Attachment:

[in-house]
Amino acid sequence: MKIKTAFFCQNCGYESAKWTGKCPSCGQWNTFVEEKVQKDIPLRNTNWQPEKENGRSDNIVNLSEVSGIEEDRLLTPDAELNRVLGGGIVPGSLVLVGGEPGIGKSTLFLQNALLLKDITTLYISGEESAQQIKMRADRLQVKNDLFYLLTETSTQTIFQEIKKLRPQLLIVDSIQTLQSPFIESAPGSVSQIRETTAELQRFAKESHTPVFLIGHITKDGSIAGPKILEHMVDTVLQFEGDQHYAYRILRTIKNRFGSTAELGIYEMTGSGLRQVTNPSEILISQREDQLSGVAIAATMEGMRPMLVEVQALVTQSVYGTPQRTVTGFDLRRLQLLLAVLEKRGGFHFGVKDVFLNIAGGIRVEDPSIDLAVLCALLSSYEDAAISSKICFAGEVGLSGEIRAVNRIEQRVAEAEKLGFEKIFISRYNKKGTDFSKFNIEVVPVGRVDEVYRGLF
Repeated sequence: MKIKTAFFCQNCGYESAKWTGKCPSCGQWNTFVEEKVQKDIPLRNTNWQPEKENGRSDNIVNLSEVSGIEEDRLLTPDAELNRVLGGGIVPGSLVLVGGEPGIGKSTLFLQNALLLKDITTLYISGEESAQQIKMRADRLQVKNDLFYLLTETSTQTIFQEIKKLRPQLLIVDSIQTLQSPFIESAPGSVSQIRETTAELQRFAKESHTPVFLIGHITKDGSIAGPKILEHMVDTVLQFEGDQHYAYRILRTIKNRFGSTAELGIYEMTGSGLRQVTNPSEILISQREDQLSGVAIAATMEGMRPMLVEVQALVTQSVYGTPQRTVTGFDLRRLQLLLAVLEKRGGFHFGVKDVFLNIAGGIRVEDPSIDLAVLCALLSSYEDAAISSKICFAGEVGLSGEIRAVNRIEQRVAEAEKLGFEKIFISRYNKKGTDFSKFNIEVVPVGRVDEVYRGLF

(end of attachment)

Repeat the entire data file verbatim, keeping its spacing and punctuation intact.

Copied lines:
[in-house]
Amino acid sequence: MKIKTAFFCQNCGYESAKWTGKCPSCGQWNTFVEEKVQKDIPLRNTNWQPEKENGRSDNIVNLSEVSGIEEDRLLTPDAELNRVLGGGIVPGSLVLVGGEPGIGKSTLFLQNALLLKDITTLYISGEESAQQIKMRADRLQVKNDLFYLLTETSTQTIFQEIKKLRPQLLIVDSIQTLQSPFIESAPGSVSQIRETTAELQRFAKESHTPVFLIGHITKDGSIAGPKILEHMVDTVLQFEGDQHYAYRILRTIKNRFGSTAELGIYEMTGSGLRQVTNPSEILISQREDQLSGVAIAATMEGMRPMLVEVQALVTQSVYGTPQRTVTGFDLRRLQLLLAVLEKRGGFHFGVKDVFLNIAGGIRVEDPSIDLAVLCALLSSYEDAAISSKICFAGEVGLSGEIRAVNRIEQRVAEAEKLGFEKIFISRYNKKGTDFSKFNIEVVPVGRVDEVYRGLF
Repeated sequence: MKIKTAFFCQNCGYESAKWTGKCPSCGQWNTFVEEKVQKDIPLRNTNWQPEKENGRSDNIVNLSEVSGIEEDRLLTPDAELNRVLGGGIVPGSLVLVGGEPGIGKSTLFLQNALLLKDITTLYISGEESAQQIKMRADRLQVKNDLFYLLTETSTQTIFQEIKKLRPQLLIVDSIQTLQSPFIESAPGSVSQIRETTAELQRFAKESHTPVFLIGHITKDGSIAGPKILEHMVDTVLQFEGDQHYAYRILRTIKNRFGSTAELGIYEMTGSGLRQVTNPSEILISQREDQLSGVAIAATMEGMRPMLVEVQALVTQSVYGTPQRTVTGFDLRRLQLLLAVLEKRGGFHFGVKDVFLNIAGGIRVEDPSIDLAVLCALLSSYEDAAISSKICFAGEVGLSGEIRAVNRIEQRVAEAEKLGFEKIFISRYNKKGTDFSKFNIEVVPVGRVDEVYRGLF